My first (I think) Washington State red of any distinction. Just purchased 6 bottles of the Andrew Will Sorella 2006; Max had a bottle and raved about it, so I got a bottle of a different cepage up here in Vermont where we are staying on Joe's Pond, West Danville, for the week of Griff Seymour's wedding. So, yesterday I opened this Champoux vineyard bottling. Initially the wine was extremely complex on the palate though somewhat closed on the nose (as Max noted in the Sorella) with menthol/mint/eucalyptus, black cherry, oak and a prune/raisin/sherry quality indicating, I guess, quite a ripe vintage. The color is very deep purple with no red or anything else on the rim. With air seemed like almost a cherry cough syrup. I can sense the cherry from the merlot and the faintly woodsy/spicy/slightly vegetal (not unpleasantly so) element from the cab franc. These together overwhelm the cabernet black currant element that would I assume be present without these two in the blend prominently. As we see from Parker the wine is 45% cab and 55% of cab franc, merlot and petit verdot. The acid was pronounced and the tannins moderately firm, suggesting long life given the very highly extracted fruit that will stand up to the acid and tannin. Moderately long finish. I'd guess this will go a good 10-15 years or more.

Used the vacuvin (no gas up here) and put in refrigerator. 24 hours later, today on Aug 17, the nose still was not very forthcoming. You can tell from the color and the restrained but pleasant and complex aroma that this is a keeper. The taste is less Bordeaux than California because the fruit is so forward. I suppose it's kind of St Emilion like, showcasing the Cab franc. Now about an hour after opening the Vacuvin stopper this thing is really cooking, even opening a bit on the nose.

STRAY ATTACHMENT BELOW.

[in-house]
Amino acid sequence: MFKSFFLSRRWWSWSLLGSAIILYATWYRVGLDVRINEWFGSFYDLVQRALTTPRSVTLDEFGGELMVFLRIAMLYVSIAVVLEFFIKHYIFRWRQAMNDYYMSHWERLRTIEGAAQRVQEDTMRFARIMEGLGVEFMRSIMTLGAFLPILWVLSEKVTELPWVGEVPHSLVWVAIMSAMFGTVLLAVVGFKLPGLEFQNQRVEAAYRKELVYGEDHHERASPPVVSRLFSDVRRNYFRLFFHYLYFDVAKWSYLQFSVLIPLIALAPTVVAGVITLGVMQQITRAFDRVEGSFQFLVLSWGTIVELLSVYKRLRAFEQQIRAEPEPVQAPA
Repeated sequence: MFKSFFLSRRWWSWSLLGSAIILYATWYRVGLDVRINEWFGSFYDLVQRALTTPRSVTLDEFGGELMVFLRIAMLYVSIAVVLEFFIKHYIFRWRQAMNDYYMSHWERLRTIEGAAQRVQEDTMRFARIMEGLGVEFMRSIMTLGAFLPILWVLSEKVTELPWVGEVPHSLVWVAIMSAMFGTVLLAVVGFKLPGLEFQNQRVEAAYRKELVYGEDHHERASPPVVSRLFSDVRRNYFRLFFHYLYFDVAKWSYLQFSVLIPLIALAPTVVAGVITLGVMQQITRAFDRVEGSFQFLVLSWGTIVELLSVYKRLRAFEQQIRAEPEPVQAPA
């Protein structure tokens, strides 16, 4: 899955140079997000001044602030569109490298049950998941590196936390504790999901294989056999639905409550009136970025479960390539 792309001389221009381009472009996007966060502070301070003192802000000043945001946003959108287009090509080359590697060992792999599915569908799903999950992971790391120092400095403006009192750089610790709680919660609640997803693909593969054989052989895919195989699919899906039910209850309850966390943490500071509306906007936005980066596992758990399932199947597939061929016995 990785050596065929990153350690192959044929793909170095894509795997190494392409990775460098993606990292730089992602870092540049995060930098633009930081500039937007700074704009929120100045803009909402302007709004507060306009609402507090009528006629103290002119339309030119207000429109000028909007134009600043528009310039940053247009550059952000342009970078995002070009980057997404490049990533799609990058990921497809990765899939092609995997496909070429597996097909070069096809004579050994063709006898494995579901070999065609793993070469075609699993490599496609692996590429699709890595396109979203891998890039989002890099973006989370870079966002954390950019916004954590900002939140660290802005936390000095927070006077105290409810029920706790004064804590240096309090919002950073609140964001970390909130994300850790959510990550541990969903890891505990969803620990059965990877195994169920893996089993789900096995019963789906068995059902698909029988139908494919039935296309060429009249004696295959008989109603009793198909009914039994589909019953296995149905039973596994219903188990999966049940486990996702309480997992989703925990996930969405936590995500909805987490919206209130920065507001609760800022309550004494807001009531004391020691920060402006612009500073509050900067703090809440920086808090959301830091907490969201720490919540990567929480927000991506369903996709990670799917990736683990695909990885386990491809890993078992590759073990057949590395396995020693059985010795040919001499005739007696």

Parker's tasting notes are a bit opaque to me (I don't know what grilled bread smells like, maybe what I think of as the combination of oak and sherry ripeness gives a burnt element) but the 94 points is just what I'd say.

On Wednesday, 2 days after opening, the wine was holding very well. More rounded now and the cab franc was more in evidence with a slight bit of vegetal on palate (not enough to spoil) while the nose remained soft, with a raspberry and violet tinge and still long balanced finish. I am really impressed with how well it's still drinking, a great sign for ageability.

Parker 94 points:
The 2005 Champoux Vineyard is made up of 45% Cabernet Sauvignon, 30% Merlot, 20% Cabernet Franc, and 5% Petit Verdot. Purple-colored, it delivers an alluring perfume of pain grille, spice box, and violets. On the palate, it is layered, intense, and powerful. Its impeccable balance should allow it to evolve for up to a decade and drink well through 2030.

Andrew Will, located on pastoral Vashon Island, was founded in 1989 by former sommelier Chris Camarda. His focus is on blended, Bordeaux-style wines from some of Washington’s finest vineyards. The wines are made identically, the differences among them reflective of that vineyard’s terroir. He also produces a Syrah named in honor of his late wife. Chris Camarda’s efforts with Syrah deserve serious attention. The Annie Camarda Syrah is a blend of fruit from the Champoux and Ciel du Cheval Vineyards, two of eastern Washington’s finest.

Wine Spectator also 94 points so we're all agreed on the quality but WS sees a much shorter drinking window than Parker or I:
Seamless and harmonious, with beautifully articulated, ripe black cherry, cassis and violet-tinged floral notes that mingle with hints of cedar and dark chocolate as the finish plays out against polished tannins. Cabernet Sauvignon, Merlot, Cabernet Franc and Petit Verdot. Best from 2009 through 2015. 1,185 cases made. –HS

Thursday, August 13, 2009

Torbreck Juveniles Grenache Shiraz Mourvedre 2008